In The Metamorphosis of Plants, Goethe turned to botany — because sometimes, poetry isn't enough.

By Stefany Anne Golberg

Gloom rains down during early April days in the north. The sky is heavy and stuffed with shadows. A goldfinch at the bird feeder looks ridiculous; his molting winter feathers are a wreck. Everything about his half-golden face says hope, the uncombed horror of hope. This is the time we look for anything that reminds us of life. These are the days of stick-seeking and leaf-hunting, of changing our eyes into microscopes. On the windowsill, a slug; under a pile of leaves, an infinitesimal green something. Eliot was so right about April and its cruelty.

Found among the notes of the poet Johann Wolfgang Goethe is a stupendous claim: Everything is leaf. This is a statement that seems too beautiful to be science. Goethe came to this idea on a trip to Italy in the late 1700s. The more Goethe looked at plants, and lived and breathed with plants, the more profoundly he felt poetry’s limits. He turned to botany and began publishing scientific works. He created his own study of seeing, which he called “morphology.” In this, Goethe’s love of plants followed the same path that all lasting love must take. Goethe wanted to know plants from their most essential beginnings, wanted to touch their seeds, follow their cycles. He couldn’t be satisfied just wandering around parks, glancing at the flowers and pronouncing metaphors upon them — Goethe had to understand what a plant truly is. Everything is leaf, he discovered at last, every part of a plant is leaf. The cotyledon, the foliage, the cataphylls, the petals — a plant is fundamentally leaf. Goethe published this intimate memoir of his relationship with leaves and named it The Metamorphosis of Plants.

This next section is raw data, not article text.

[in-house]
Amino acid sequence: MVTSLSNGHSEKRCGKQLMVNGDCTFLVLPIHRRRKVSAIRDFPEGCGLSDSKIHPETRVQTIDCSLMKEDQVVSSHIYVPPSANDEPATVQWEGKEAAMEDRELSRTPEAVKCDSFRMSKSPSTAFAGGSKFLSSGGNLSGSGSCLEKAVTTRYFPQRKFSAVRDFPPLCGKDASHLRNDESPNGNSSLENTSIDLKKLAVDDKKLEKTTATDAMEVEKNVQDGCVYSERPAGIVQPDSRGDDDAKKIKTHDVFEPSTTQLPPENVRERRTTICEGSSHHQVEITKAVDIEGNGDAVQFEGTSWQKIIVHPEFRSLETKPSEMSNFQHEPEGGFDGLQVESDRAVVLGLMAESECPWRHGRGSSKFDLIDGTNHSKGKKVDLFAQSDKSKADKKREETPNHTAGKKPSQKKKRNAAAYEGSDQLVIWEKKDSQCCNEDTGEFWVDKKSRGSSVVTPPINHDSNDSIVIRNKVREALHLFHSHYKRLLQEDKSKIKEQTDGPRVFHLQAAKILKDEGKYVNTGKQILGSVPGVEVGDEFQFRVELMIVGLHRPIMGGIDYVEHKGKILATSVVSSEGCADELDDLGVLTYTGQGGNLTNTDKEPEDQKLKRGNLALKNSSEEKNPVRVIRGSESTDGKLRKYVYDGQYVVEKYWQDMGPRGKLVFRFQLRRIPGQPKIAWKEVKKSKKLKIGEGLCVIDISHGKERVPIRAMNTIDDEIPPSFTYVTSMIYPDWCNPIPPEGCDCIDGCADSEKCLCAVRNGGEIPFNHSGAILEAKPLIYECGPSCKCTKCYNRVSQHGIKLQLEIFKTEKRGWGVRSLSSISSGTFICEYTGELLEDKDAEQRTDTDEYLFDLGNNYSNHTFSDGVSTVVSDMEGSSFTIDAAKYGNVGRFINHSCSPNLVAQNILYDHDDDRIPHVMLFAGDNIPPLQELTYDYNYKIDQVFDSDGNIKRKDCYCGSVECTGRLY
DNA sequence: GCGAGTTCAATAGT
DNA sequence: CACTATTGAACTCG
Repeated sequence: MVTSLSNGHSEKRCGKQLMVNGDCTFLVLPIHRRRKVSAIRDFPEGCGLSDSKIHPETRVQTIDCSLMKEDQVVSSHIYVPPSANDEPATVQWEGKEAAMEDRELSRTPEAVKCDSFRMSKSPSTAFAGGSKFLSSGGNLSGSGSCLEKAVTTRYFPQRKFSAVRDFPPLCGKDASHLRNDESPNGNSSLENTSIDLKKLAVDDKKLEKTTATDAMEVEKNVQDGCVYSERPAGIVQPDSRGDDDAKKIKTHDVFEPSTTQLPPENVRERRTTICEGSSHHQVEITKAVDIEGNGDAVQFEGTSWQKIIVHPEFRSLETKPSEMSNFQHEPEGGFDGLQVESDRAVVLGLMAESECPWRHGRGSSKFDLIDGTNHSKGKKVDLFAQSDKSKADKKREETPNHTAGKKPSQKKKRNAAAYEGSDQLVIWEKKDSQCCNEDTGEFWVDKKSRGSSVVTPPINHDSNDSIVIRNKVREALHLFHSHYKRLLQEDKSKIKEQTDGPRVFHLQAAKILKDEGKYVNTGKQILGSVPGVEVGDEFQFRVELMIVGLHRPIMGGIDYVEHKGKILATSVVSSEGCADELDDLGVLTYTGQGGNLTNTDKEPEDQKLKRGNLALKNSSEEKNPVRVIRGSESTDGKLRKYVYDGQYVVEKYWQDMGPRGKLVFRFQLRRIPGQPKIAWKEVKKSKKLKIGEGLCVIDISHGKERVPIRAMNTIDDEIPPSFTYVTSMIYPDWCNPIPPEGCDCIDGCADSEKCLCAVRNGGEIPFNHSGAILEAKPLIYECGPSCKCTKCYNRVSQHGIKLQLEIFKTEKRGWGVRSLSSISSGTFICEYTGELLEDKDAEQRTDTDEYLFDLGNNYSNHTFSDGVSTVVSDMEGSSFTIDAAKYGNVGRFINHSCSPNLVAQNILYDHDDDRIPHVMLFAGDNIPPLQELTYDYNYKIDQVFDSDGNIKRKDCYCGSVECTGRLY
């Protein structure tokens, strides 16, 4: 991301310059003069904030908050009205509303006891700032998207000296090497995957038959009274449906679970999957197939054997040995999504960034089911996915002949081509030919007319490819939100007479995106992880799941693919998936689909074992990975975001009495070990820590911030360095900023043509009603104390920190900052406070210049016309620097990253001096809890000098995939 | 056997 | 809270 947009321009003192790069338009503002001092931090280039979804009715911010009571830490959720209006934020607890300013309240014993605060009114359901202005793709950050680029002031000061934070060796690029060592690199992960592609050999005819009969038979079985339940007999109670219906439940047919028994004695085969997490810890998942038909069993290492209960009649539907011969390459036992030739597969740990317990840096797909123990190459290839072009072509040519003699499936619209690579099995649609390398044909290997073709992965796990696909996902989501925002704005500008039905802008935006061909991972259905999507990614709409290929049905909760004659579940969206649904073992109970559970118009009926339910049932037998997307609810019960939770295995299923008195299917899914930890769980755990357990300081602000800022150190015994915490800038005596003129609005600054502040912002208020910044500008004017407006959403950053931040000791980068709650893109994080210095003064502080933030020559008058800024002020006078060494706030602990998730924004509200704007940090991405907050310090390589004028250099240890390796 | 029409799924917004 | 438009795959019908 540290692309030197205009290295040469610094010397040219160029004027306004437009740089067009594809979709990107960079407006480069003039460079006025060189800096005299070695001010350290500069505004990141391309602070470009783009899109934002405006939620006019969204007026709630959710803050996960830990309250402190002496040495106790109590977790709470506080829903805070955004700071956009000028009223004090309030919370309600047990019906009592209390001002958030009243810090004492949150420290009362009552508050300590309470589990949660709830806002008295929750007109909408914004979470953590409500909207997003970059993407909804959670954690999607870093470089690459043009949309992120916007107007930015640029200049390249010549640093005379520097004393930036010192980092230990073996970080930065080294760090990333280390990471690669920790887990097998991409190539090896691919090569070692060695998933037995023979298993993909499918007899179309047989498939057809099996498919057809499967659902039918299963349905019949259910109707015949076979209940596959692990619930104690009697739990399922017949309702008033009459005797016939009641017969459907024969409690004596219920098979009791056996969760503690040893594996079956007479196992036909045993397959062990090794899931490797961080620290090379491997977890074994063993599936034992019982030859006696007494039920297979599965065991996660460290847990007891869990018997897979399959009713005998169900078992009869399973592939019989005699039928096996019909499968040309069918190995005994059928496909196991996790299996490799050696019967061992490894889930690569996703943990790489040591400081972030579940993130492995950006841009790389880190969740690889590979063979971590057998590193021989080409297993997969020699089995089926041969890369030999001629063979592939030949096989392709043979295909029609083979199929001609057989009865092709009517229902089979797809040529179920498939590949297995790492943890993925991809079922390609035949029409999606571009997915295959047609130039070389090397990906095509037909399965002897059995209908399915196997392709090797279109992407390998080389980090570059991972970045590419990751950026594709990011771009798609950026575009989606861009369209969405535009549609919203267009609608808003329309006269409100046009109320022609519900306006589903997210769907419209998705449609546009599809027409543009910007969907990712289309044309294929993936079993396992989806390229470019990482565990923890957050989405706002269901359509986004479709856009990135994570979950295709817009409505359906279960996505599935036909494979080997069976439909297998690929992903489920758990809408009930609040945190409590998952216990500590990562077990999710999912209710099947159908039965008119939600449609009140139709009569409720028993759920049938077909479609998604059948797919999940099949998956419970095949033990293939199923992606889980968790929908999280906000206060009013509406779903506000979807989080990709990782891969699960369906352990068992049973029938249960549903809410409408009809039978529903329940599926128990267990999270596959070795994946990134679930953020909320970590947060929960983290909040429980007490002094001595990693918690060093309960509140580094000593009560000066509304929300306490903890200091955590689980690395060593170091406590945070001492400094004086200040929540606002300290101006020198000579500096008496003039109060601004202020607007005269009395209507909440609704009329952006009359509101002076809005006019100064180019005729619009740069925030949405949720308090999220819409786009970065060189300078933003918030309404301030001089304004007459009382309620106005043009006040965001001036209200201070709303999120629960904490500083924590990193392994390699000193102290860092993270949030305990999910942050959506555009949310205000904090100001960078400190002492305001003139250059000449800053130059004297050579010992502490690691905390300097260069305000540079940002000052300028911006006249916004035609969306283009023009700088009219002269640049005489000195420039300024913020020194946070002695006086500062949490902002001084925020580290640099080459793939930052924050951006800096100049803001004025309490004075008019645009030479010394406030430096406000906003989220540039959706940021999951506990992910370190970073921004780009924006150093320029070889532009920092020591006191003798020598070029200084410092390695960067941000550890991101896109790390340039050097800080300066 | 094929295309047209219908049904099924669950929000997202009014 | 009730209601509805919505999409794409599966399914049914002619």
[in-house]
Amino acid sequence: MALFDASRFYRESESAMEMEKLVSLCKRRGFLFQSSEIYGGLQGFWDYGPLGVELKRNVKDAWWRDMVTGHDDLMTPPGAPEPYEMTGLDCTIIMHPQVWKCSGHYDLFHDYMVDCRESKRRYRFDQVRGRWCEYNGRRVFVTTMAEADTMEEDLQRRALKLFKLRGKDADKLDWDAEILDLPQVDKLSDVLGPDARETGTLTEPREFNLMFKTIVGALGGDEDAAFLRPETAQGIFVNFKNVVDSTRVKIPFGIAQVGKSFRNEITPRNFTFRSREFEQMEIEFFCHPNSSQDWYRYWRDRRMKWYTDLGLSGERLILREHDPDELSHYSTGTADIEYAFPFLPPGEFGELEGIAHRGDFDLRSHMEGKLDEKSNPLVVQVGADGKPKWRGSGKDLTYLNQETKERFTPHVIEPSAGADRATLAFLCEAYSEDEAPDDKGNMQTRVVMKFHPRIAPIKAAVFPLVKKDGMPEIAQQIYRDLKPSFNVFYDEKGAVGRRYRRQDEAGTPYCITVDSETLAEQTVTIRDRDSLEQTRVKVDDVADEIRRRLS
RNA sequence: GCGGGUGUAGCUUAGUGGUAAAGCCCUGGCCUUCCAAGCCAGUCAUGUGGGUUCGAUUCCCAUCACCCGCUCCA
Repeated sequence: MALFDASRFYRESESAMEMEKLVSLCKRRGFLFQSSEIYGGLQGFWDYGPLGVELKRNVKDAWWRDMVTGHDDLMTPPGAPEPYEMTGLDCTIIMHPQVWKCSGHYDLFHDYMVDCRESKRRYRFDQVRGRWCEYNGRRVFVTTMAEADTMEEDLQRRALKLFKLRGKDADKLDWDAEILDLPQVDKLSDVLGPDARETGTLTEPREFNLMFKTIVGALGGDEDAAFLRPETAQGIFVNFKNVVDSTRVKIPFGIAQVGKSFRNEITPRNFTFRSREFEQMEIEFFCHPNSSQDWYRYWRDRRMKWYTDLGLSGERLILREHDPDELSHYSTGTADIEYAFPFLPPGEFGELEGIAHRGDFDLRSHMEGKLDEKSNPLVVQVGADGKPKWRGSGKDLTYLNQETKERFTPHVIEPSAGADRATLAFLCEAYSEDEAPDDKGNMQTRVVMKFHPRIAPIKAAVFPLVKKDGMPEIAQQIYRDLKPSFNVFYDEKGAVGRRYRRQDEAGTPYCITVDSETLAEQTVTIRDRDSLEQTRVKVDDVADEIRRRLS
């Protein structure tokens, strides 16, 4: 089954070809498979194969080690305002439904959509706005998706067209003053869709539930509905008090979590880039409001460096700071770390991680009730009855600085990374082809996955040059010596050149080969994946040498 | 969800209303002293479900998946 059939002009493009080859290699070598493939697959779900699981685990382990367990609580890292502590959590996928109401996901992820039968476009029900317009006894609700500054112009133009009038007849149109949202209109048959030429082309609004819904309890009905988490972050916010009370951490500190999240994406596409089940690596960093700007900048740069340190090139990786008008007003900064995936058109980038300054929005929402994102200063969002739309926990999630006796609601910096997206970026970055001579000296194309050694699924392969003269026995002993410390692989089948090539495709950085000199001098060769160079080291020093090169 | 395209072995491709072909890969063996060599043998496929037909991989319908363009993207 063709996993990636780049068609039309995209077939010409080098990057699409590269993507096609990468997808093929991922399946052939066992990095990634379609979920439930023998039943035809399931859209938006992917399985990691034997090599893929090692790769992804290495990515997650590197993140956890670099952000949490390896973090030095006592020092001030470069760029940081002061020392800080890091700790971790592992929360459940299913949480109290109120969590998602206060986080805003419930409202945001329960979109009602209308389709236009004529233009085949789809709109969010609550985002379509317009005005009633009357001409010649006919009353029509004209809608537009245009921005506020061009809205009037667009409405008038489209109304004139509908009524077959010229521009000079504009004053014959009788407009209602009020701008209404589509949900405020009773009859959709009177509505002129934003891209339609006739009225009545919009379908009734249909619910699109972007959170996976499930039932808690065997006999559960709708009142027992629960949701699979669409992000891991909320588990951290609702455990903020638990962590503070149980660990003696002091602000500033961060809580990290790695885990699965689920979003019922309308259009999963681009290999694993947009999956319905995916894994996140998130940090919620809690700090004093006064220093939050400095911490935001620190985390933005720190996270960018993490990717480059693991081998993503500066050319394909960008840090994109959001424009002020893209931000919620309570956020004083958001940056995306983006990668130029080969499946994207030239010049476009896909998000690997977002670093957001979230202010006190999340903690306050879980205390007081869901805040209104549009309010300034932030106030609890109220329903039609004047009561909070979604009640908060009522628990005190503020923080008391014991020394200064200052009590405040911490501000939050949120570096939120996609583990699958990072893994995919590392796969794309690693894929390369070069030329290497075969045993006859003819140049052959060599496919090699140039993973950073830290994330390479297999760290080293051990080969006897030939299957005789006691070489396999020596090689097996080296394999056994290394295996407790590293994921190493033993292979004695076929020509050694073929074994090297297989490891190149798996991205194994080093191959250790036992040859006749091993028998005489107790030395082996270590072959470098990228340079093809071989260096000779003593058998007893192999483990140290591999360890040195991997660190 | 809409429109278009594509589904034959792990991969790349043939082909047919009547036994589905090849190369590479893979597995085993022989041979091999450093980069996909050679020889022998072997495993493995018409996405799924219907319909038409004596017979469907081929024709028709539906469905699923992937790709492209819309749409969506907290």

Continue Reading...

•   Colbert hails Hydra
•   Chocolate around the world
•   Adventure into Adventure Time
•   Cats as arsonists
•   Celebrating "Take Your Child to Work Day"
WHEN HITLER WAS CURATOR The "Degenerate Art" exhibition at the Neue Galerie is full of easy truths. But let the disquiet emerge.
SITTING IT OUT Why can’t America get the sidewalk café right?
THE SWIMSUIT ISSUE When Barbie appeared on the cover of Sports Illustrated, all the usual Barbie hate ensued. For me, it feels so 30 years ago.
A REPORT FROM THE BAYOU Thoughts on the Fall and the Flood in Cajun Country.
SEEKING MRS. STAHL'S I took knishes, kasha, Mrs. Stahl's, and my grandmother for granted – then they were gone.
AN AFFAIR, REMEMBERED In which I do the most moral thing I may have ever done.
THIS IS COFFEELAND I had never even seen a coffee tree. But during harvest season in Ethiopia – where coffee is everything – I was determined to learn to drink like a local.
THE SOUND OF DESPAIR On the music of Kurt Cobain, 20 years after his death.
Most Viewed
- What was so new about Futurism? By Morgan Meis
- On the music of Kurt Cobain, 20 years after his death. By Stefany Anne Golberg
- Where have all the fairies gone? They were run over by automobiles. By Wayne Curtis

Available Smart Set RSS Feed
Looking for a Smart Set article?